How and When to Use Timeboxes, Iterations, and Sprints to be Most Effective

A colleague unfamiliar with lifecycles or agility asked, “How can we use sprints in this approach?” and pointed to a phase-gate approach with documentation deliverables after each phase. It looked just like the serial lifecycle in the image on the left. (That's because a finance person drew the lifecycle.)

I said, “You can't use ‘sprints.' You can use timeboxes. But don't confuse timeboxes with sprints. Every sprint delivers working product.”

He said, “We'll deliver documents after each phase.”

I said, “No, documents are not real deliverables. Documents represent what you think a deliverable will be. Not the thinking and learning that go into the deliverables where you end up with something demo-able, if not usable.”

“Oooh.”

He's not stupid. He's ignorant. And I bet some of your senior leaders share his ignorance. So, here are the definitions you can point your leaders to, so they understand.

Understand Timeboxes

I find timeboxes useful for focus and for finishing something inside of a relatively short time period. You might call me a “Timebox Empress.” (I've graduated from Queen to Empress in anything. Hehe.)

I use timeboxes to focus on and finish one small piece of work:

  • 15-minute timeboxes to write anything. Nonfiction, fiction, books, articles—you name it.
  • 30-minute timeboxes to do a draft of a workshop.
  • 10-minute timeboxes to create images

Notice that I use relatively short timeboxes. That's because I have a ton of deliverables over short and long timeframes. I want to make progress on “everything,” but I don't want to interrupt myself with multitasking. When I use a short timebox, I can focus and finish.

I used to recommend that teams use 1- or 2-week timeboxes up until about the early 2000s. (Maybe 2003? 2004?) I still do, assuming one team works on one project at a time with very few interruptions. If your team has many interruptions, I recommend you use a kanban board, work in flow, and avoid timeboxes longer than a day. (See Create Your Successful Agile Project for more details.)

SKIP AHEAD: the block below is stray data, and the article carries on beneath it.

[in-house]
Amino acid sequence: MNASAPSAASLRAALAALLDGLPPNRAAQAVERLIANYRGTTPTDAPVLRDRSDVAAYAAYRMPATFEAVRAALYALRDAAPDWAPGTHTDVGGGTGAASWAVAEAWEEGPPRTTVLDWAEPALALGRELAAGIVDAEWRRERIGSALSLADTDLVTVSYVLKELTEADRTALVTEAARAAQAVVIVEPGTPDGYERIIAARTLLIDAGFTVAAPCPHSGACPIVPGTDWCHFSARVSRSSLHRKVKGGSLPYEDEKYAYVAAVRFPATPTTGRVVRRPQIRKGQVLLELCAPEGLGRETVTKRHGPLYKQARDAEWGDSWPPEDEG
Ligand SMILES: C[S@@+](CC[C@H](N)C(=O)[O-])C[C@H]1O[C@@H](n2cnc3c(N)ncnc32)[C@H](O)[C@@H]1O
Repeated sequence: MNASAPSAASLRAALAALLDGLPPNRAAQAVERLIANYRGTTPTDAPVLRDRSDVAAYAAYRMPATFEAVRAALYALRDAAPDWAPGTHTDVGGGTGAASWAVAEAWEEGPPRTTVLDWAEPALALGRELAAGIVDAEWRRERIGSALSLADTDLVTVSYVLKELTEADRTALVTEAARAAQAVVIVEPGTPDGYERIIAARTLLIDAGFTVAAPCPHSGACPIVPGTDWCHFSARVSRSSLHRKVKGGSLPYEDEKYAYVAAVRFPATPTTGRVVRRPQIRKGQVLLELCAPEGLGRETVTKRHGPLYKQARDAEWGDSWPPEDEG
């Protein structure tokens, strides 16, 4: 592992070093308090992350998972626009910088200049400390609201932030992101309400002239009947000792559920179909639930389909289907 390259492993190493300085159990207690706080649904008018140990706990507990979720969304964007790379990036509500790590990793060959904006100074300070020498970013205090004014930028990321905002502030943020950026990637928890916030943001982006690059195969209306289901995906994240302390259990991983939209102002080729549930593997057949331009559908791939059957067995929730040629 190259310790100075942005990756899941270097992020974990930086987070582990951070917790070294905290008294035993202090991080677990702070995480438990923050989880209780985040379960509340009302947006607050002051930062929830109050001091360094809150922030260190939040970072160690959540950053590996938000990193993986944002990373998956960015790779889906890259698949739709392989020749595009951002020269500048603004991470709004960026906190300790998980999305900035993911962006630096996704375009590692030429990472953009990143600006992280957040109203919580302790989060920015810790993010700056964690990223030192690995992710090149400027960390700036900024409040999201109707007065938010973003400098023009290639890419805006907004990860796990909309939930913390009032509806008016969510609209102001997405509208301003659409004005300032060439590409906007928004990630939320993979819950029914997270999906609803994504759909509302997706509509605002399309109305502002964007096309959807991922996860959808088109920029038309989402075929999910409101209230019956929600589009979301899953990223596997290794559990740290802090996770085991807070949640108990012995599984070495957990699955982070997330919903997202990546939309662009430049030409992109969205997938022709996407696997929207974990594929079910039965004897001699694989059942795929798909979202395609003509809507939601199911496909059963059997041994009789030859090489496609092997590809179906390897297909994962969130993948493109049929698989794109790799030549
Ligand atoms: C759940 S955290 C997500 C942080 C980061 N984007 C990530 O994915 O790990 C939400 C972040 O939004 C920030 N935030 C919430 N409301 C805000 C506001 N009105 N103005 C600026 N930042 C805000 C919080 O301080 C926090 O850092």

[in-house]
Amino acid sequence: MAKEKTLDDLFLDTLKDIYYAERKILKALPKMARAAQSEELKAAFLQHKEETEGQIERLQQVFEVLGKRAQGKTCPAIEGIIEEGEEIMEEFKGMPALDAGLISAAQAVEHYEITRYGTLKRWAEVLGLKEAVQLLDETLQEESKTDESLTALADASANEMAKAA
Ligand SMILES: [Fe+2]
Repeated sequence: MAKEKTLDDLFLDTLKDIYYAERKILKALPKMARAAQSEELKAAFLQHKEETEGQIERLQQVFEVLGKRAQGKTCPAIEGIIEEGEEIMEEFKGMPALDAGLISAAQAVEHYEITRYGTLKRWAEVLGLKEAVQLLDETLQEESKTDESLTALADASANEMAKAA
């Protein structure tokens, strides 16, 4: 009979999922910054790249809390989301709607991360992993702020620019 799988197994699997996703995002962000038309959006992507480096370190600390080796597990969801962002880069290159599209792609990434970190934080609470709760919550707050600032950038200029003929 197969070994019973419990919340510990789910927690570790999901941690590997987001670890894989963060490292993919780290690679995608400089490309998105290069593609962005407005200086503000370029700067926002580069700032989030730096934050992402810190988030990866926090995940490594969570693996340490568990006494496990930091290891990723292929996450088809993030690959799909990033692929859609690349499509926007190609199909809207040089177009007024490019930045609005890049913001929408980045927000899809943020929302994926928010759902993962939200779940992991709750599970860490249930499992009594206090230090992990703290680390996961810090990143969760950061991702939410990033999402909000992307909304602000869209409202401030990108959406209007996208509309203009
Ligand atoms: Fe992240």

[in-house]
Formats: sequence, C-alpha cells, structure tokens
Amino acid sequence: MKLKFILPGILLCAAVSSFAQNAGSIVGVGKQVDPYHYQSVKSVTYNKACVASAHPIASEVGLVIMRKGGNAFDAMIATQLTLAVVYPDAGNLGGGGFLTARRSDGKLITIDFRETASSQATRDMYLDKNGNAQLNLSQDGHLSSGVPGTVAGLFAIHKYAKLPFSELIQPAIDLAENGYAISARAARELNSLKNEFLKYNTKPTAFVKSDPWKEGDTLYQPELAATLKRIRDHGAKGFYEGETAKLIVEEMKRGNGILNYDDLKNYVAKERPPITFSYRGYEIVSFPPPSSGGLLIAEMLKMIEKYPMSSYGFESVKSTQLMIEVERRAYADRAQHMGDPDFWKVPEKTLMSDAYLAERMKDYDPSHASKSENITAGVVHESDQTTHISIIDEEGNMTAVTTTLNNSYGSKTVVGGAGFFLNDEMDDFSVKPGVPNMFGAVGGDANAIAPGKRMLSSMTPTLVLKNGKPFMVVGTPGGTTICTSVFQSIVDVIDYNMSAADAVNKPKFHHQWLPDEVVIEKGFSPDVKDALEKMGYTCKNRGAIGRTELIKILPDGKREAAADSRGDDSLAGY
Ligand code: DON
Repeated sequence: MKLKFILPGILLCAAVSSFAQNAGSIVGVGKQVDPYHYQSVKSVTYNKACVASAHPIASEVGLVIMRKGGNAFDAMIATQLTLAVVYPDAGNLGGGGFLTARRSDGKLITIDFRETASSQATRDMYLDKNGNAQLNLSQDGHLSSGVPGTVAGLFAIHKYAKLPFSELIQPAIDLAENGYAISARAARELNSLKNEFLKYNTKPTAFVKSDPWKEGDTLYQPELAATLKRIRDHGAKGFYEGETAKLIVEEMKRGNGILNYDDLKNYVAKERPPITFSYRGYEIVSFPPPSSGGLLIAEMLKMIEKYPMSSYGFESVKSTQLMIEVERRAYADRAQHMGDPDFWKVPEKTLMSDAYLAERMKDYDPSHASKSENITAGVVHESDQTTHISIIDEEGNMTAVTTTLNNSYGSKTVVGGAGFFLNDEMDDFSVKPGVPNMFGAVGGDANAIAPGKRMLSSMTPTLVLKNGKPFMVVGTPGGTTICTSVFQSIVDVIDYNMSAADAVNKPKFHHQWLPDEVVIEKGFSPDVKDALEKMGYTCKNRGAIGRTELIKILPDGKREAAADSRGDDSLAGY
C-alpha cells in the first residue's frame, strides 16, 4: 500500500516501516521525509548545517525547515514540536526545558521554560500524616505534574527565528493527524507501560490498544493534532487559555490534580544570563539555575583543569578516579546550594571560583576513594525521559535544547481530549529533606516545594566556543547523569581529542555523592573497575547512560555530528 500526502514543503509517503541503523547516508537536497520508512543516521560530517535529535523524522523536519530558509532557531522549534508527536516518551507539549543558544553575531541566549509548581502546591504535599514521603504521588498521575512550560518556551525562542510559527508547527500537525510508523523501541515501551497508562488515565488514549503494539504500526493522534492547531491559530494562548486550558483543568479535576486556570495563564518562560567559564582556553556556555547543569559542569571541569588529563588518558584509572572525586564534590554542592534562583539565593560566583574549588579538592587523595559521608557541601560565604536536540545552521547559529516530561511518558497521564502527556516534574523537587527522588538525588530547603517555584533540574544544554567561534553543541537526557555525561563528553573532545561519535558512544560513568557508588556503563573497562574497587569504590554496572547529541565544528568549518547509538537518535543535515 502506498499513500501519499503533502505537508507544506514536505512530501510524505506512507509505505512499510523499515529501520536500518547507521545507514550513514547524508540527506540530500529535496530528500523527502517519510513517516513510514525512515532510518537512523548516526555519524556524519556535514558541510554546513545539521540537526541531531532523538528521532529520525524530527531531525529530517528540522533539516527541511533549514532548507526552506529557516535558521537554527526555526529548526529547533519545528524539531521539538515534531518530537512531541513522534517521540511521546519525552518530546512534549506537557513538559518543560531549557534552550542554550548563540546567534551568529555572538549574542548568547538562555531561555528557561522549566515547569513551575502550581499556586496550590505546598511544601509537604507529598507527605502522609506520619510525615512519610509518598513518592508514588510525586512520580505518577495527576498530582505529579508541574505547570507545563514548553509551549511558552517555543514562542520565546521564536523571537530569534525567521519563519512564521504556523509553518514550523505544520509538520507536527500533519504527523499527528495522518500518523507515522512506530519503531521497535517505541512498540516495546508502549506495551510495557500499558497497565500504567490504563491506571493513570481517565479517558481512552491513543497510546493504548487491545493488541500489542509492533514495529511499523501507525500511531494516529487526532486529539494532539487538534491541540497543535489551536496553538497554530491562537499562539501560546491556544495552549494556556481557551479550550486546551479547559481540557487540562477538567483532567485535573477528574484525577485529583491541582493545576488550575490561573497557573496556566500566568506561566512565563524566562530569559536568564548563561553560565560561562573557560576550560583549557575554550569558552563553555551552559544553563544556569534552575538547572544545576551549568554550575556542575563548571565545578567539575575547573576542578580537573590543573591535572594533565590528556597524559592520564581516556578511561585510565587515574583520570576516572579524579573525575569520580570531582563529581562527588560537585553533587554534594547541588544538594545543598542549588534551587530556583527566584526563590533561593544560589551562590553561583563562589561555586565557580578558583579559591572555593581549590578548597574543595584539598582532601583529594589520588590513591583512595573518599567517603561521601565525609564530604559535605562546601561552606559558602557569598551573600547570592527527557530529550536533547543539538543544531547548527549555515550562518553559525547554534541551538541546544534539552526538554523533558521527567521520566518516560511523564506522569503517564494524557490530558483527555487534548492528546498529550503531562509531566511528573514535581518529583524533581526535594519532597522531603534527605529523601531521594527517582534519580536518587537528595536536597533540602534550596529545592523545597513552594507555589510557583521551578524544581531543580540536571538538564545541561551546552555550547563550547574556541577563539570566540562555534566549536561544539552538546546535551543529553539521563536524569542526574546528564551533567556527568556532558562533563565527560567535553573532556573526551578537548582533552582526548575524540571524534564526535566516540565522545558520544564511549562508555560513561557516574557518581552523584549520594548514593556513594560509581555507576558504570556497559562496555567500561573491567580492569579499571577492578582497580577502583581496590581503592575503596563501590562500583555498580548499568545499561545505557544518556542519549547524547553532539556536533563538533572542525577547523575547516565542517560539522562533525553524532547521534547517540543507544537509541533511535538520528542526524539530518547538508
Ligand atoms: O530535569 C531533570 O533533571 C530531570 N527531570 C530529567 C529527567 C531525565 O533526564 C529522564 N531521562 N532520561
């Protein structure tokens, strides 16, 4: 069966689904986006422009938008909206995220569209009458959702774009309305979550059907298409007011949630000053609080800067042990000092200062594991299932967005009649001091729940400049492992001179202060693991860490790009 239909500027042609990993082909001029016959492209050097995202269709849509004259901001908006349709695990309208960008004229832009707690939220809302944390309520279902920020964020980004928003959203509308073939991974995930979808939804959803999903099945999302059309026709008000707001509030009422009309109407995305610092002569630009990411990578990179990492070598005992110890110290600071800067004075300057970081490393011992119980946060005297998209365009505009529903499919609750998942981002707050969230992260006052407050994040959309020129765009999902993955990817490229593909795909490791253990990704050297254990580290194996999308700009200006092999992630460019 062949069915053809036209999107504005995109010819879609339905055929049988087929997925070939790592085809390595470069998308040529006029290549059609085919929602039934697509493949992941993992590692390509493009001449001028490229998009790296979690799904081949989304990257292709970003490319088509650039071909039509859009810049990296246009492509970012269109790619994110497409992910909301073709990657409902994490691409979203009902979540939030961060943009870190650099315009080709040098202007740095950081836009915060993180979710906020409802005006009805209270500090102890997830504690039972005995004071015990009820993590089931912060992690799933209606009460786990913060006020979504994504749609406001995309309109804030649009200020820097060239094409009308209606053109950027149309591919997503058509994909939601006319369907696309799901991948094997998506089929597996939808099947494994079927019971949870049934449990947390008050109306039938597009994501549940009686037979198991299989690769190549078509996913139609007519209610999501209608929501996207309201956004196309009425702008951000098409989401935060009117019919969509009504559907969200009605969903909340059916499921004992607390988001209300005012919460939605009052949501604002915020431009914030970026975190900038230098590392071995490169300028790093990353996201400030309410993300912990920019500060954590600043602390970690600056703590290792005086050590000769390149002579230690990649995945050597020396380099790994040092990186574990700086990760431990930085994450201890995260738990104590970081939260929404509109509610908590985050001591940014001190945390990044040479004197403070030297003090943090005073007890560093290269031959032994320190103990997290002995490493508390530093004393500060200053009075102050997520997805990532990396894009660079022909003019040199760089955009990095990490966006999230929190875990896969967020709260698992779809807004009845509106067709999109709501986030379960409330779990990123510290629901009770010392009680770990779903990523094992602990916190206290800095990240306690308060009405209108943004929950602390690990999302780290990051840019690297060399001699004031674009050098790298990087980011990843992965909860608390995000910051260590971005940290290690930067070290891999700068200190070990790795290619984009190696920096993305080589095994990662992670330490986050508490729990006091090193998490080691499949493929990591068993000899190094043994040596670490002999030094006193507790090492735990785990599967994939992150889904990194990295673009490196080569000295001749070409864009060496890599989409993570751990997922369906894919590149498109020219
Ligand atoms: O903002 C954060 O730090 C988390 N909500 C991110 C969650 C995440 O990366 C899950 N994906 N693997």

If you know you'll have interruptions, why try to timebox for longer than a day? Don't make yourself crazy with the impossible task of trying to work inside a timebox longer than a day. Instead, accept your reality and plan differently.

You can still have iterations and not make them sprints. First, let's define what a sprint is.

Understand Sprints

Sprints are a special form of iteration. I'll discuss an iteration below.

If you want to use a sprint, first, read the Scrum Guide. It's not a long document. The Guide defines what Scrum is and is not.

The sprint has:

  • A sprint goal
  • Several events, such as “Sprint Planning, Daily Scrums, Sprint Review, and Sprint Retrospective” (quoted from the Scrum Guide). These events occur inside the sprint.
  • Delivery of value during and certainly at the end of the sprint.

If you don't have all three of these, you are not using sprints. You might use an iteration, but it's not a sprint.

Why am I so specific about these ideas? Because most teams I see use iterations, but not sprints. They don't have a specific sprint goal. They do have product goals. Maybe that's fine and still in the spirit of Scrum. However, they don't deliver value, have team-based planning, a review/demo, or a retrospective. If you don't do all of these, it's not Scrum. (I would argue it's not effective either, but that's a different problem.)